I'm in favour of paying tax for a good standard of education, health care, roads, emergency services etc. But I don't think the cat-and-mouse game will end any time soon, because one person's fair tax is another person's outrage.

buffi said...

So...if youlive next door to a bakery will they tax the smell? And, if the view from your home is crappy, do you get a tax credit? That is ridiculous.

netchick said...

Well, actually, this already happens behind the scenes -- Or at least it does here in British Columbia, where nicer areas of town (almost always with a view of the water, or the mountains) are taxed far higher than the areas at sea-level no where near the ocean.

I say, if you can afford the land values your home is sitting on, you can afford the higher taxes that comes along with the nicer area.

But then again, I come from one of the highest taxed societies... And I appreciate having socialized healthcare and better amenities for what I pay in taxes.

Easy said...

This is outrageous!! While the view can affect the purchase price, it's a very subjective thing. The whole system of assessing property values is screwed up.

Dave said...

I live in New Hampshire, and I can tell you firsthand, view is very very important. I drove down the road the other day and there's this big huge view as you drive down the hill from my town to the next. well all of a sudden there is this new house that you can. see. what the heck is that doing there, I thought. uggh.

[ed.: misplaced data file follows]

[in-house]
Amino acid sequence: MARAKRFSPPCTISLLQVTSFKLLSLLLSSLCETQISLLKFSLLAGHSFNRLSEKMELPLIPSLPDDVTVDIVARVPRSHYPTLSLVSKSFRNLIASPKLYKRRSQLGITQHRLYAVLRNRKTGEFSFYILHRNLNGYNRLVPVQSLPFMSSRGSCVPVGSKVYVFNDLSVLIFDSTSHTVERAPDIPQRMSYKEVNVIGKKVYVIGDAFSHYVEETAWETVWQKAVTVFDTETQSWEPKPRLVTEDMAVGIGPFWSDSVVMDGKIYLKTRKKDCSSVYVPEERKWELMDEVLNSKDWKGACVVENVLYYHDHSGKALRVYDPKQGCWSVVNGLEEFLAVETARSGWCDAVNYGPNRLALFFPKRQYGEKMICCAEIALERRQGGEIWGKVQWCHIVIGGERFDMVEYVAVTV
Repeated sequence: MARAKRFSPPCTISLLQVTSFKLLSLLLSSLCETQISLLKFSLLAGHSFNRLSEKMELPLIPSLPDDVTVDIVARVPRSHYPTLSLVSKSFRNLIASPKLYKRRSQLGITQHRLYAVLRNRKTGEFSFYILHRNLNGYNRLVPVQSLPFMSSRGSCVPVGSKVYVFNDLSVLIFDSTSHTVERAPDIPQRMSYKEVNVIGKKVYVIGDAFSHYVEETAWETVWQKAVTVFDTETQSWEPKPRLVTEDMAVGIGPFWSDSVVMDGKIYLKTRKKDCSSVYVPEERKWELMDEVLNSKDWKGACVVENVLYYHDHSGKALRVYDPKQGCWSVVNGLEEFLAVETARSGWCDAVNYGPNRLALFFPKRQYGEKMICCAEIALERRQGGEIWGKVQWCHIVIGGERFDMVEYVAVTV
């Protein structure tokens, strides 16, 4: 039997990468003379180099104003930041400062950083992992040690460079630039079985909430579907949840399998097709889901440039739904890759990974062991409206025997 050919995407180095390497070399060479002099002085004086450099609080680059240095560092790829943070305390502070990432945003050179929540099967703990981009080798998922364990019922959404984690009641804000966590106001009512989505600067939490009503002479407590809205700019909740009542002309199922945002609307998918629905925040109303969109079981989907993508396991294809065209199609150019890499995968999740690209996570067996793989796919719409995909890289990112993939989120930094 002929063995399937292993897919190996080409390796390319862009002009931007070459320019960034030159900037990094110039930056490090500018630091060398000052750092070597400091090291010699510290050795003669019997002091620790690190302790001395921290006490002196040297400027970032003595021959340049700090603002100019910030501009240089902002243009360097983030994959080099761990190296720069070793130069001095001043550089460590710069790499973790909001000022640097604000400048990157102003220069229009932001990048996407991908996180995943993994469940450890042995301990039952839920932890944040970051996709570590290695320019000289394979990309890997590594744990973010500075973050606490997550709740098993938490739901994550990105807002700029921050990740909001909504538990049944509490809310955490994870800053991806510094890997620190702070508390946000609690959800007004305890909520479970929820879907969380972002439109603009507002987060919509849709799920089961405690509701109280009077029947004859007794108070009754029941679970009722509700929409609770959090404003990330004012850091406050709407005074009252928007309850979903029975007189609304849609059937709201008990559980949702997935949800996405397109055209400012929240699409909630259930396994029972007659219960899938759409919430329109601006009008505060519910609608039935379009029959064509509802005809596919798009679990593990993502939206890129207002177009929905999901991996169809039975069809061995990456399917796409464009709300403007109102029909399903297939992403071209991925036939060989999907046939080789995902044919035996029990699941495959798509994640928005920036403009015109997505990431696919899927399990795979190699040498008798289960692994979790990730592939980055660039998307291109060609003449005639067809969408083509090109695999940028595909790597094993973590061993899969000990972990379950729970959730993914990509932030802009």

but here's the other side of it. our little town (2000 folks) tries to maintain its rural character. and if there is a premium to be paid for views, towns can keep valuations high by preserving the views. I know it sounds twisted, but we're a strange bunch up here.

Aginoth said...

The window tax was a glass tax which was an important social, cultural, and architectural force in the United Kingdom during the 17th and 18th centuries.

Glass making was costly and the use of glass for windows and other purposes was even costlier because of a tax levied specifically on it. The tax was introduced in 1696 under King William III of England and was designed to impose tax relative to the prosperity of the taxpayer. The bigger the house, the more windows it was likely to have, hence the more tax the occupants would pay. This is the reason for the bricked-up windows so often seen in very old houses in the UK.

The richest families in the kingdom used this tax to set themselves apart from the merely rich. They would commission a country home or a manor house whose architecture would make the maximum possible use of windows. In extreme cases they would have windows built over structural walls. It was an exercise in ostentation, spurred by the window tax.